Tuesday, April 12, 2011

The Billion-Bug Highway (Video) *Enormous herd of insects ride the winds above!*

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Migrating Monarch Butterflies in North America


Many in North America know of the spring and autumn migration of birds and even monarch butterflies. Birds migrate worldwide. In the insect world, it is not just some butterflies that migrate in different areas of the Earth, it is hundreds, if not thousands, of species of insects that migrate for a variety of reasons. As the weather warms in spring and into summer, a billion-bug highway begins above you as an enormous herd of insects ride the wind.

Up to 3,000 feet altitude, and even much higher, are flies, wasps, beetles, mites, spiders, aphids, termites, midges, butterflies, moths, et. al. which are all riding the wind currents. Lady bugs, a beetle, can be found at 6,000 feet and male gypsy moths are at 10,000 feet! At upwards of 14,000 feet are spiders, floating along on silk threads. The highest altitude ever recorded for an insect was a single termite flying at 19,000 feet altitude!

It is not just the altitudes attained that is surprising about these insects. It is the sheer numbers of insects up in the air which are amazing. A calculation performed by UK scientists utilizing radar estimated that in a .6 (6/10) square mile column of air, there were 3 billion insects passing through this column of air during a typical spring or summer month.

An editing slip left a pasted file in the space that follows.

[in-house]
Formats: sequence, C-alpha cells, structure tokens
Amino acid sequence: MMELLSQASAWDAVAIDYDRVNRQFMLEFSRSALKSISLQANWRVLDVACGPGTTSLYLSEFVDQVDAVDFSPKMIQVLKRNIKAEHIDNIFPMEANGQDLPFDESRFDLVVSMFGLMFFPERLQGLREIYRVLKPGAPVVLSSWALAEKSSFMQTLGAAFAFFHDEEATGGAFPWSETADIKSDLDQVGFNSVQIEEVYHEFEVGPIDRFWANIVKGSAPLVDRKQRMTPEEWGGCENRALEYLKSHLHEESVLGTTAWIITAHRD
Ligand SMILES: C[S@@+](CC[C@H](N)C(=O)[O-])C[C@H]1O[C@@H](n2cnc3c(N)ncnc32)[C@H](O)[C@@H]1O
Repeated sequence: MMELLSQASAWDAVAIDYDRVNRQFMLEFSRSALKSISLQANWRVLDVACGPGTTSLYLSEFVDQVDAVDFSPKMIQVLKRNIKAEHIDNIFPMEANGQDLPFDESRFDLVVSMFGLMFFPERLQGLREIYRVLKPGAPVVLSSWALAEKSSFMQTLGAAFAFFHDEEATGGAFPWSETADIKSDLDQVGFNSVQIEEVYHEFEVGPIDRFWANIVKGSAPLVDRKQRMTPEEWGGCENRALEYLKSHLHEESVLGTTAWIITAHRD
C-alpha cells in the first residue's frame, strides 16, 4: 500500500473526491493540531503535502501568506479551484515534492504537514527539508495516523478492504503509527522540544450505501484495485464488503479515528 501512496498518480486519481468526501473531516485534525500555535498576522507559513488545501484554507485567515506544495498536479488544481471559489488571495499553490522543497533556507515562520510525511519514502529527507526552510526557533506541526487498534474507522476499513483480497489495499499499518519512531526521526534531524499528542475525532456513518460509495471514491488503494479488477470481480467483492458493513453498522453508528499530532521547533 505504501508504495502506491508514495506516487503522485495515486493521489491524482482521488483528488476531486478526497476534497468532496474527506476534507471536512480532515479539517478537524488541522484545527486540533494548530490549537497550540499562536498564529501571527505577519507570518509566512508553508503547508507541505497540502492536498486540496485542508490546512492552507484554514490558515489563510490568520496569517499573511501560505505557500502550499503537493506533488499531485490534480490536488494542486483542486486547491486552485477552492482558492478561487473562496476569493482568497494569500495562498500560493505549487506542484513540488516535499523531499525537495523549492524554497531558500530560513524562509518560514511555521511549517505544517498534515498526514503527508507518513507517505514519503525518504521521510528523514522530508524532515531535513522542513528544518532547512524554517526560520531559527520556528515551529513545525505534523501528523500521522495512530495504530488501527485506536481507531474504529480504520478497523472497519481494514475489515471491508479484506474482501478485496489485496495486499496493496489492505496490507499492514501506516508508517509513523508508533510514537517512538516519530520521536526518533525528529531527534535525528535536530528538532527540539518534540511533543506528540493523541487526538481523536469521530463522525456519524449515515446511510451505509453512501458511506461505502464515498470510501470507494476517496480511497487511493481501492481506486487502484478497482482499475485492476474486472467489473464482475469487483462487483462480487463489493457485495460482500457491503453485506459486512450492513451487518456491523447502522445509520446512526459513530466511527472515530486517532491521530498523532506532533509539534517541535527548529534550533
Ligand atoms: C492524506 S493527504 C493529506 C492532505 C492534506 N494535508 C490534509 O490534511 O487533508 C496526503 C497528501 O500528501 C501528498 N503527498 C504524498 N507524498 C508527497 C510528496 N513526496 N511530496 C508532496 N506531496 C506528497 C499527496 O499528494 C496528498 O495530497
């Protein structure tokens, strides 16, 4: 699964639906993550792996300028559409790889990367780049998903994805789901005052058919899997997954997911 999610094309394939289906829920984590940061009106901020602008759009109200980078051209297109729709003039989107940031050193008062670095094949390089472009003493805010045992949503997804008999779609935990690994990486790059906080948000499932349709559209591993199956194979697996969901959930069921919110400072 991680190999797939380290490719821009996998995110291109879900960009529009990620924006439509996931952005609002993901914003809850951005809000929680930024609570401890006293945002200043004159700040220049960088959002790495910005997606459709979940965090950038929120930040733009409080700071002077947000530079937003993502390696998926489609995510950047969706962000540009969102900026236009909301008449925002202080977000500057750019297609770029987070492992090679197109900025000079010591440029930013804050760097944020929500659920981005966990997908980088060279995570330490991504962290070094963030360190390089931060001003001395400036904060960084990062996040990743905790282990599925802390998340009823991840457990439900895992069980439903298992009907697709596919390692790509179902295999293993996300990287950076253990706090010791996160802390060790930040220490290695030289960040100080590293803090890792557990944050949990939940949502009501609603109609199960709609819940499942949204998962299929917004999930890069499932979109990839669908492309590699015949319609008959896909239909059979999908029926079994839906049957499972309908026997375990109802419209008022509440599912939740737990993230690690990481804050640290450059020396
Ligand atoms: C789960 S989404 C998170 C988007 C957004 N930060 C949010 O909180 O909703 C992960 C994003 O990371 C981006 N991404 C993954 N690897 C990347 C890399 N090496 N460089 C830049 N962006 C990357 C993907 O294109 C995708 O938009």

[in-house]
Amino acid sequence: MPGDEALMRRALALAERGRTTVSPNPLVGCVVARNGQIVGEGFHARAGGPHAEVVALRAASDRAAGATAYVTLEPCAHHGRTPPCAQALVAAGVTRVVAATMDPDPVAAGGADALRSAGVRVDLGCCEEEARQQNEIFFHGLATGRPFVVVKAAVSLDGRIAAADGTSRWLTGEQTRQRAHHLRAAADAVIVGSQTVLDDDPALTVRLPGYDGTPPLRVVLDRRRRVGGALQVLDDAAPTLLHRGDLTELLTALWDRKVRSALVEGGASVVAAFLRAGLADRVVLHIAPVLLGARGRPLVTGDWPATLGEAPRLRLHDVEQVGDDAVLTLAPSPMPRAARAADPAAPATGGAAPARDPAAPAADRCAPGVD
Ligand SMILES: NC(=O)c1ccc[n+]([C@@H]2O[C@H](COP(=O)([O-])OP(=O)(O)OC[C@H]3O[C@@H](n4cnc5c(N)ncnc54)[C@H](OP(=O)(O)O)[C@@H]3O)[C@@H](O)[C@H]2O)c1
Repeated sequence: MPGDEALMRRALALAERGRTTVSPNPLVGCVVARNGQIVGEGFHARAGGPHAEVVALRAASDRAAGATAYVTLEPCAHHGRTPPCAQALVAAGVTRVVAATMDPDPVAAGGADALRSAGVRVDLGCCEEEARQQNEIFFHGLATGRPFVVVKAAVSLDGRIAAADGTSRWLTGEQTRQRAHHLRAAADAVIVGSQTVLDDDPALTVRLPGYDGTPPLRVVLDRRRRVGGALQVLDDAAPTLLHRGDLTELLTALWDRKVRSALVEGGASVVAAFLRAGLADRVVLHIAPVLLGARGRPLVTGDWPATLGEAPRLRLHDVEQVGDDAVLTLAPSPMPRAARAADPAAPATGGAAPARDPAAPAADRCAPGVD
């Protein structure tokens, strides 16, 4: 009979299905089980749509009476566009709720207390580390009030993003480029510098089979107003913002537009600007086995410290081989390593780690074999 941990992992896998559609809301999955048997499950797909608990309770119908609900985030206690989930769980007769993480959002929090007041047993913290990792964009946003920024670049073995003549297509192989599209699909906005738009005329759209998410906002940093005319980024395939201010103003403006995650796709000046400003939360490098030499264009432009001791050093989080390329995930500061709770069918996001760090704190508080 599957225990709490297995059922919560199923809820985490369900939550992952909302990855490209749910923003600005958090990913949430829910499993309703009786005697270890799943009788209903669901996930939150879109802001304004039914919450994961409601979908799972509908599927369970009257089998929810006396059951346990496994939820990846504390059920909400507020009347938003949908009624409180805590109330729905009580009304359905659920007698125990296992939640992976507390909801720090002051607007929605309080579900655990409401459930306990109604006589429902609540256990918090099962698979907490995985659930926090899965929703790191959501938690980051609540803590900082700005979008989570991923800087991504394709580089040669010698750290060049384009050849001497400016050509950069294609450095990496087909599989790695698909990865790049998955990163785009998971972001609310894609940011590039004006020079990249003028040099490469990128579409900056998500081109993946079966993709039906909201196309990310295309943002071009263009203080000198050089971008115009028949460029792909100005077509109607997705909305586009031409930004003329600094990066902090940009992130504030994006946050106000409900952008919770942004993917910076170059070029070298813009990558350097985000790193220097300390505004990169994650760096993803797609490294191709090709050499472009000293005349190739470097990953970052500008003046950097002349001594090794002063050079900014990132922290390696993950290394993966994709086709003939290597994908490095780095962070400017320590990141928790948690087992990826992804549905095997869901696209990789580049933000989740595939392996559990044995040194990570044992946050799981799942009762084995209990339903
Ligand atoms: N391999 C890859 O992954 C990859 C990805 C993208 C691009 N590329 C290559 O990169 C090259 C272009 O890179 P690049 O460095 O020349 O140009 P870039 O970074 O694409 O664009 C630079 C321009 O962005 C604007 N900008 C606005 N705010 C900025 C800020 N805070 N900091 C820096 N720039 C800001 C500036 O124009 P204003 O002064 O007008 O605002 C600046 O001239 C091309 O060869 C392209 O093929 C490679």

What are these insects doing? Why are all of these insects riding the air currents? They are searching for food, habitat, and mates. Some are migrating as birds do, to warmer climates and breeding grounds as the seasons change.

Travel the Invisible Highway Step outside on a clear day this summer and look up. What do you see? Blue. And maybe a plane or a bird up there, but otherwise ... nothing. Or so you think. It turns out that right above you, totally invisible, is an enormous herd of animal life. There are so many creatures up there, they are so busy, so athletic, so tiny, that we had to fly up and give you a peek.



Globe Skimmer or Wandering Glider (Pantala flavescens) is common around the world
Some of these dragonflies migrate across the ocean from India to the Maldive Islands


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